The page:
Among all the Buddhist paintings in China, we can say that Zen painting had very little to do with the Indian influence. This sounds very obvious since even Zen itself was mostly a creation in China rather then coming from India.
Of course, one can argue that the founder of Zen in China was the Indian monk Bodhidharma who came to China in the year 527 AD and Bodhidharma was said to be the 28th patriarch in line of descent from Buddha's disciple Kasyapa. In this sense, Zen was of course originated in India.
According to legend, once Sakyamuni Buddha was questioned about the nature of the ultimate reality, he was said to have holding a flower from a bouquet of lotus. Not a word came out of his mouth and nobody understood the meaning of this except Kasyapa who quietly smiled at the Buddha, as if he fully comprehended the purport of this silent but eloquent teaching from the Buddha. The Buddha, in perceiving this, proclaimed : ' I have the most precious treasure, spiritual and transcendental, which this moment I hand over to you, O venerable Mahakasyapa'. Ever since this event, there was a tradition in Buddhism known as Dhyani, meditative Buddhism or Zen.
When Bodhidharma arrived in China, it was during the Liang dynasty emperor Wu's reign. It was said that Bodhidharma settled in a small temple in northern China where he sat facing a wall, contemplating for 9 years and was considered as the first patriarch of Zen. One of the most important figures of Zen was the 6th Patriarch, Hui Neng who lived from 637 to 713 during the Tang Dynasty.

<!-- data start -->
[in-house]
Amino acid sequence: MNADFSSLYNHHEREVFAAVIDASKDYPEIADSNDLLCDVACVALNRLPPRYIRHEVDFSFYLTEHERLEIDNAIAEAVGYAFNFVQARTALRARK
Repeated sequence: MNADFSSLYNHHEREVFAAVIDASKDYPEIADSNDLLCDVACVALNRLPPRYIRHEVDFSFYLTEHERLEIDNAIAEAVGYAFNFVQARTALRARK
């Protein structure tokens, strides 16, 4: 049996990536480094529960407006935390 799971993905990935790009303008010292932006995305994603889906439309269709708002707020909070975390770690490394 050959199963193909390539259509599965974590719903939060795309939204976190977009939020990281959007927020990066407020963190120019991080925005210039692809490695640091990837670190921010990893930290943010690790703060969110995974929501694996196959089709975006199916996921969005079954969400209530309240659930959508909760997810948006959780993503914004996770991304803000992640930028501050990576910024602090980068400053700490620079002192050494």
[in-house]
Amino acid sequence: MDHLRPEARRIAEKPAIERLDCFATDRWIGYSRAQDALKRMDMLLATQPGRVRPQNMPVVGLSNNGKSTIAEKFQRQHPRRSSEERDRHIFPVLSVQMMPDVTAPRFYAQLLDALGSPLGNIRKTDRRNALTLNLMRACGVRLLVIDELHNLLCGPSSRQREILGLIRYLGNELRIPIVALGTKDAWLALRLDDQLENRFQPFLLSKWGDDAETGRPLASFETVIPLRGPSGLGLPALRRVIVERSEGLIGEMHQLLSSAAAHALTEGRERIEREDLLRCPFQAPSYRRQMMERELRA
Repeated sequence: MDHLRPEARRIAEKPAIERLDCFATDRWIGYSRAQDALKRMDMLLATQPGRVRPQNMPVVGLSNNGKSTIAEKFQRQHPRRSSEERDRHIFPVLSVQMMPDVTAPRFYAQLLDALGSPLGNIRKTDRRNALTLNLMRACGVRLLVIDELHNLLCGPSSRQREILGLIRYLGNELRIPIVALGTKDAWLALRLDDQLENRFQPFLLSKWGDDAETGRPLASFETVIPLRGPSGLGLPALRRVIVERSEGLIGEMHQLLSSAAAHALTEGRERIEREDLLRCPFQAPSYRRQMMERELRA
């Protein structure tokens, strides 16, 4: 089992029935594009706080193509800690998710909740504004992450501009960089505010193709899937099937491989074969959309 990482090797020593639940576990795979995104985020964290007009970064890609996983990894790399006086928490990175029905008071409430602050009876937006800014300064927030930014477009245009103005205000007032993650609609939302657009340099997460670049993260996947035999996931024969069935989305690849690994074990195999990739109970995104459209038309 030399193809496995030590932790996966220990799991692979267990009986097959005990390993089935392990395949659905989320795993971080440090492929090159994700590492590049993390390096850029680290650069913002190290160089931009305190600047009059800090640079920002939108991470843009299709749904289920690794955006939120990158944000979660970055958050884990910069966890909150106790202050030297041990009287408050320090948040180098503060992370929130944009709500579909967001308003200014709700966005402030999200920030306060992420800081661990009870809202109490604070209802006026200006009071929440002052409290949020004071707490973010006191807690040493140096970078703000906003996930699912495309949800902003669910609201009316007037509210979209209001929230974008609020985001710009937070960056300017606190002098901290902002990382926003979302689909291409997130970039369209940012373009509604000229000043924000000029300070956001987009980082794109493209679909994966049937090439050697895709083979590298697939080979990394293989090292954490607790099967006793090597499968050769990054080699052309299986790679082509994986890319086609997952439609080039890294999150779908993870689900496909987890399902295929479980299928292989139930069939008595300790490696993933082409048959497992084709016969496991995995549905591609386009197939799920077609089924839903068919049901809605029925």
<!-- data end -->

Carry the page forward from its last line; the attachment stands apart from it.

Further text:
Zen painting, tightly associated with Zen Buddhism, began to emerge during the late Tang Dynasty, and flourished during the Northern and Southern Sung Dynasties. One can also understand the Zen painting following the teaching of Zen, such as: " A special transmission outside the doctrinal teaching. No dependence on letters or words, pointing directly at the Mind in every one of us, and seeing into one's nature, whereby one attains Bhddhahood."
In other words one can also understand a Zen painting as pointing directly at one's mind, characterized in its rough and spontaneous manner. Some people call it the i-pin or untrammeled style, achieving a strength and freedom, which separate the Zen painting very much from other Buddhist paintings.
Zen painting does find some traces even in modern art in China. But it is more appropriate to say that Zen painting is more popular in Japanese art.
In this issue we would present a few examples of Zen paintings as well as depictions of some patriarchs of Zen.